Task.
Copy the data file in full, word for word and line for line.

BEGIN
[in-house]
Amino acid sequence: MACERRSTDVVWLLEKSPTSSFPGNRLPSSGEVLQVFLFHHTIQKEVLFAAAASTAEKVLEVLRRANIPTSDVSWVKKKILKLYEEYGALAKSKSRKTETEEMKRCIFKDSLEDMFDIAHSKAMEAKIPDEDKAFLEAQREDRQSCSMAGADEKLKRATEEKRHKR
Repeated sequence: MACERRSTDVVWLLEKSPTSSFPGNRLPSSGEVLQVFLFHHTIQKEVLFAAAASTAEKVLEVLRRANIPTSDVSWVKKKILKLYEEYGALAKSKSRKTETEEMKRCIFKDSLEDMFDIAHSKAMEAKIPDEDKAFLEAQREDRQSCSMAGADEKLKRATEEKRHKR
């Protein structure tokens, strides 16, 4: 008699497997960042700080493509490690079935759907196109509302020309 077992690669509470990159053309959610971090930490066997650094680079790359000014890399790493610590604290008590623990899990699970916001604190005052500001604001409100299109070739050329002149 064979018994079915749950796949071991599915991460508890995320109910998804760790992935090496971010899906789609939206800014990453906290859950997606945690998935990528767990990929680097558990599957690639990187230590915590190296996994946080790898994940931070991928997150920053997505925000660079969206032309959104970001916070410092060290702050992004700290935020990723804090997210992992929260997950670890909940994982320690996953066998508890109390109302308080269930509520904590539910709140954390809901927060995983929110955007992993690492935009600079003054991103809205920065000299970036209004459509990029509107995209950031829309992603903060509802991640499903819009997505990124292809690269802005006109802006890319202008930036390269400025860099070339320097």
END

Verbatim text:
[in-house]
Amino acid sequence: MACERRSTDVVWLLEKSPTSSFPGNRLPSSGEVLQVFLFHHTIQKEVLFAAAASTAEKVLEVLRRANIPTSDVSWVKKKILKLYEEYGALAKSKSRKTETEEMKRCIFKDSLEDMFDIAHSKAMEAKIPDEDKAFLEAQREDRQSCSMAGADEKLKRATEEKRHKR
Repeated sequence: MACERRSTDVVWLLEKSPTSSFPGNRLPSSGEVLQVFLFHHTIQKEVLFAAAASTAEKVLEVLRRANIPTSDVSWVKKKILKLYEEYGALAKSKSRKTETEEMKRCIFKDSLEDMFDIAHSKAMEAKIPDEDKAFLEAQREDRQSCSMAGADEKLKRATEEKRHKR
């Protein structure tokens, strides 16, 4: 008699497997960042700080493509490690079935759907196109509302020309 077992690669509470990159053309959610971090930490066997650094680079790359000014890399790493610590604290008590623990899990699970916001604190005052500001604001409100299109070739050329002149 064979018994079915749950796949071991599915991460508890995320109910998804760790992935090496971010899906789609939206800014990453906290859950997606945690998935990528767990990929680097558990599957690639990187230590915590190296996994946080790898994940931070991928997150920053997505925000660079969206032309959104970001916070410092060290702050992004700290935020990723804090997210992992929260997950670890909940994982320690996953066998508890109390109302308080269930509520904590539910709140954390809901927060995983929110955007992993690492935009600079003054991103809205920065000299970036209004459509990029509107995209950031829309992603903060509802991640499903819009997505990124292809690269802005006109802006890319202008930036390269400025860099070339320097």